Saturday, November 12, 2016

The tomato trellis anatomy

Amongst gardeners, the making of  the tomato trellis is perhaps the most debated subject in gardening. But not only that, it's also the  most changeable. Tomato growers are always striving for the perfect system. The focus might be on big fruit, early fruit, lots of fruit, disease free fruit - this list goes on. They try new stuff every year  - and me ? I'm no different.

This year I'm planting my tomatoes in a single row with baling twine on either side. More baling twine will be added as they grow and in theory I will keep up with the pruning. I have tooed and froed on the decision for quite a while. We are hoping for ease of picking, good air circulation and a better environment for late ripening.  We were impressed with Burwood prize last year so have grown it again but plan to control it a bit more. College Challenger is making an appearance as something new and the Purple Cherokee , which is one I have been saving seed from and improving over the years. It's a beautiful tasting tomato which I have been selecting to get less splitting of fruit. I'm doing this by selecting fruit from plants with more rounded fruit and less imperfections which can pave the way for splitting. Also doing KY1 on weed gunnel plastic sheeting so the fruit at ground level won't get as damaged due to soil contact.  The Ky1 is determinate so will finish early enough for me to plant another winter crop. Then the black cherry and as yet, some other cherry varieties which I have yet to obtain. So they are in the ground and although the weather is not overly warm I'm pretty sure there won't be a frost bad enough to do damage. Looking forward to making more of our smoky pizza oven passata and tasting the first tomato of our season which at the best will be in Jan - probably late Jan.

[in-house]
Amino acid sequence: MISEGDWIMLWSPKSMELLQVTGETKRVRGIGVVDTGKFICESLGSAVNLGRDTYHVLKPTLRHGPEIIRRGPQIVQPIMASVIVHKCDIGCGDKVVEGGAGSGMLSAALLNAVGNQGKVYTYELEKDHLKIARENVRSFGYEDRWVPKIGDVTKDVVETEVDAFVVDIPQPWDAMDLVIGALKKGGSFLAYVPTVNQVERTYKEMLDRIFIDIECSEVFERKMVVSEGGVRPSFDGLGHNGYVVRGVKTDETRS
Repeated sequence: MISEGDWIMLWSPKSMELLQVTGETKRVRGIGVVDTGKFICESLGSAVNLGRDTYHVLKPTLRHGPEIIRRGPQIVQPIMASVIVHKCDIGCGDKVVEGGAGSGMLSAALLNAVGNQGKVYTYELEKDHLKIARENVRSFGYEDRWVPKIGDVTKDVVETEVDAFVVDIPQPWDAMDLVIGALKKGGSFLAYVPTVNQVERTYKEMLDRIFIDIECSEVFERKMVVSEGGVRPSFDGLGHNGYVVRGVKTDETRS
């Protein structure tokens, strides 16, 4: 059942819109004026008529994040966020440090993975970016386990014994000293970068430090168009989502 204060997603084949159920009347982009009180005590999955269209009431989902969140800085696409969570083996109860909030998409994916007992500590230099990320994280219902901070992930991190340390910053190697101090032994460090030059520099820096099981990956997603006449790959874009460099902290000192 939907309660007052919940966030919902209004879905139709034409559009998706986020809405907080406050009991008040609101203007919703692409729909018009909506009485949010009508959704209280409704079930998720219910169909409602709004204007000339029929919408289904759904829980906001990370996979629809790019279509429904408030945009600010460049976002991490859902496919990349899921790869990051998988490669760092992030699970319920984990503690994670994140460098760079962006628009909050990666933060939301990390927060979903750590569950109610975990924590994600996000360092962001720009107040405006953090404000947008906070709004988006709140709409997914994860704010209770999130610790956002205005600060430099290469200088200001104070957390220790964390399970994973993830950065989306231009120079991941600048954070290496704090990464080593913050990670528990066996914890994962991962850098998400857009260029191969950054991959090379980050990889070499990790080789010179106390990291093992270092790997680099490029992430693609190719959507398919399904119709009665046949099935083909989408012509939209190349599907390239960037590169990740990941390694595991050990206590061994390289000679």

Found this paper which supports my 30cm spacing, although the climate is probably a little drier where this study took place. They also recommend 3 stem pruning for higher yield.

From the findings of this study it could be concluded that pruning of tomato could be practiced to increase the yield and quality of tomato. An intra-row spacing of 20-40 cm was appropriate for maximum fresh tomato yield and quality. Three-stem pruning coupled with closer intra-row spacing (20-40 cm) may be recommended for higher production of tomato variety (Roma VFN) in the Sudan savanna of Nigeria.

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